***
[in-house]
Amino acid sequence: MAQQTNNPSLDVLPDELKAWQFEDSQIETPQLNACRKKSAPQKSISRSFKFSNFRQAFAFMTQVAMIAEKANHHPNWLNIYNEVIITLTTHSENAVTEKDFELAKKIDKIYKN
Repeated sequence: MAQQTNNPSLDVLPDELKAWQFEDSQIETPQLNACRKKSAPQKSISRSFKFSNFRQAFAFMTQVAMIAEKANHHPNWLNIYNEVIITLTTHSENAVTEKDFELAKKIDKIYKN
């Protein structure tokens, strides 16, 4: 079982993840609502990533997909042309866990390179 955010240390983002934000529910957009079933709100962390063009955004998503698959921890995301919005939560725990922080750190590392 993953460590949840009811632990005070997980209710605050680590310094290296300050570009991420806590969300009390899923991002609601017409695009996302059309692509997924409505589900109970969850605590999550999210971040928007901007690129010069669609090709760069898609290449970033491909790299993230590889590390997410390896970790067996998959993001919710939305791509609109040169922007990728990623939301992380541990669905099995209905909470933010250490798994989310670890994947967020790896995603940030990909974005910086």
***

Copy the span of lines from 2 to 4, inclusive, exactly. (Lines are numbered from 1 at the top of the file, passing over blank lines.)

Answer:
Amino acid sequence: MAQQTNNPSLDVLPDELKAWQFEDSQIETPQLNACRKKSAPQKSISRSFKFSNFRQAFAFMTQVAMIAEKANHHPNWLNIYNEVIITLTTHSENAVTEKDFELAKKIDKIYKN
Repeated sequence: MAQQTNNPSLDVLPDELKAWQFEDSQIETPQLNACRKKSAPQKSISRSFKFSNFRQAFAFMTQVAMIAEKANHHPNWLNIYNEVIITLTTHSENAVTEKDFELAKKIDKIYKN
């Protein structure tokens, strides 16, 4: 079982993840609502990533997909042309866990390179 955010240390983002934000529910957009079933709100962390063009955004998503698959921890995301919005939560725990922080750190590392 993953460590949840009811632990005070997980209710605050680590310094290296300050570009991420806590969300009390899923991002609601017409695009996302059309692509997924409505589900109970969850605590999550999210971040928007901007690129010069669609090709760069898609290449970033491909790299993230590889590390997410390896970790067996998959993001919710939305791509609109040169922007990728990623939301992380541990669905099995209905909470933010250490798994989310670890994947967020790896995603940030990909974005910086």